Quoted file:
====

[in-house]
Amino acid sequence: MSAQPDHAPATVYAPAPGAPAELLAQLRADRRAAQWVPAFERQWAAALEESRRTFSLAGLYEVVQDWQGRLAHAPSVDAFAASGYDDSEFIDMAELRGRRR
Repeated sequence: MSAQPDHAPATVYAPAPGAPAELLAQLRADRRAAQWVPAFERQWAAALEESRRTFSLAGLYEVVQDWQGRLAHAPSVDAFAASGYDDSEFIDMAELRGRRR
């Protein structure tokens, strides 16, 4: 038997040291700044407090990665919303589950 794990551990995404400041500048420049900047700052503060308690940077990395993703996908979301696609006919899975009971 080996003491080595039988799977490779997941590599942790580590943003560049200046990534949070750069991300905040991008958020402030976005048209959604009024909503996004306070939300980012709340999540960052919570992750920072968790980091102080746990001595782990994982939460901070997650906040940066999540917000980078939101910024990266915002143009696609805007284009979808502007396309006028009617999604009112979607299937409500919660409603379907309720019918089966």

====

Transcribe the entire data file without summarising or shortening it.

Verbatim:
[in-house]
Amino acid sequence: MSAQPDHAPATVYAPAPGAPAELLAQLRADRRAAQWVPAFERQWAAALEESRRTFSLAGLYEVVQDWQGRLAHAPSVDAFAASGYDDSEFIDMAELRGRRR
Repeated sequence: MSAQPDHAPATVYAPAPGAPAELLAQLRADRRAAQWVPAFERQWAAALEESRRTFSLAGLYEVVQDWQGRLAHAPSVDAFAASGYDDSEFIDMAELRGRRR
């Protein structure tokens, strides 16, 4: 038997040291700044407090990665919303589950 794990551990995404400041500048420049900047700052503060308690940077990395993703996908979301696609006919899975009971 080996003491080595039988799977490779997941590599942790580590943003560049200046990534949070750069991300905040991008958020402030976005048209959604009024909503996004306070939300980012709340999540960052919570992750920072968790980091102080746990001595782990994982939460901070997650906040940066999540917000980078939101910024990266915002143009696609805007284009979808502007396309006028009617999604009112979607299937409500919660409603379907309720019918089966």